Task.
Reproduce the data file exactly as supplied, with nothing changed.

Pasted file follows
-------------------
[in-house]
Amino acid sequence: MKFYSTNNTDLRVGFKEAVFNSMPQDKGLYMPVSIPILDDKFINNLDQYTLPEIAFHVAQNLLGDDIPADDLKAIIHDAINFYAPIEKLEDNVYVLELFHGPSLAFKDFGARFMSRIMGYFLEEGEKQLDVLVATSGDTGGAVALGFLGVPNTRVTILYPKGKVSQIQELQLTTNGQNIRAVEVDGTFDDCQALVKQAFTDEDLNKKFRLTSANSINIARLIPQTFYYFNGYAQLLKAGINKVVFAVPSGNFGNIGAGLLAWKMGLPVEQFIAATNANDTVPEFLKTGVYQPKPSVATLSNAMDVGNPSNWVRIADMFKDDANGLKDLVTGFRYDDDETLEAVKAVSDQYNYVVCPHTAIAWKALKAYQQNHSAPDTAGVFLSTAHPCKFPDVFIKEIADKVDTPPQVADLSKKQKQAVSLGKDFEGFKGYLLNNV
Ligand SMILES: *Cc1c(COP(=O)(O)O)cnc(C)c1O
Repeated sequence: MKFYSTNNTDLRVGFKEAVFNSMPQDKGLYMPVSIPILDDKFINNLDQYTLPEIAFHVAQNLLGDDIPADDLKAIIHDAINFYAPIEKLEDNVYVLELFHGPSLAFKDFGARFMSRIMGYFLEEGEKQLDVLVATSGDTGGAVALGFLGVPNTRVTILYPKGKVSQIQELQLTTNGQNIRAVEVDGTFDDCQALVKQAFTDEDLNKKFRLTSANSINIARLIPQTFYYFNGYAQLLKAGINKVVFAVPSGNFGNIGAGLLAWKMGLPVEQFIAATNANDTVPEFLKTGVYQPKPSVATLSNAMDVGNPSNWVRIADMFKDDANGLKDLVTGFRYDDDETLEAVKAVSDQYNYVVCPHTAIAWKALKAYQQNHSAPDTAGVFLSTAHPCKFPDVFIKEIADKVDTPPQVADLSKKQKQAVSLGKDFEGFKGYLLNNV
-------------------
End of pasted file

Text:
[in-house]
Amino acid sequence: MKFYSTNNTDLRVGFKEAVFNSMPQDKGLYMPVSIPILDDKFINNLDQYTLPEIAFHVAQNLLGDDIPADDLKAIIHDAINFYAPIEKLEDNVYVLELFHGPSLAFKDFGARFMSRIMGYFLEEGEKQLDVLVATSGDTGGAVALGFLGVPNTRVTILYPKGKVSQIQELQLTTNGQNIRAVEVDGTFDDCQALVKQAFTDEDLNKKFRLTSANSINIARLIPQTFYYFNGYAQLLKAGINKVVFAVPSGNFGNIGAGLLAWKMGLPVEQFIAATNANDTVPEFLKTGVYQPKPSVATLSNAMDVGNPSNWVRIADMFKDDANGLKDLVTGFRYDDDETLEAVKAVSDQYNYVVCPHTAIAWKALKAYQQNHSAPDTAGVFLSTAHPCKFPDVFIKEIADKVDTPPQVADLSKKQKQAVSLGKDFEGFKGYLLNNV
Ligand SMILES: *Cc1c(COP(=O)(O)O)cnc(C)c1O
Repeated sequence: MKFYSTNNTDLRVGFKEAVFNSMPQDKGLYMPVSIPILDDKFINNLDQYTLPEIAFHVAQNLLGDDIPADDLKAIIHDAINFYAPIEKLEDNVYVLELFHGPSLAFKDFGARFMSRIMGYFLEEGEKQLDVLVATSGDTGGAVALGFLGVPNTRVTILYPKGKVSQIQELQLTTNGQNIRAVEVDGTFDDCQALVKQAFTDEDLNKKFRLTSANSINIARLIPQTFYYFNGYAQLLKAGINKVVFAVPSGNFGNIGAGLLAWKMGLPVEQFIAATNANDTVPEFLKTGVYQPKPSVATLSNAMDVGNPSNWVRIADMFKDDANGLKDLVTGFRYDDDETLEAVKAVSDQYNYVVCPHTAIAWKALKAYQQNHSAPDTAGVFLSTAHPCKFPDVFIKEIADKVDTPPQVADLSKKQKQAVSLGKDFEGFKGYLLNNV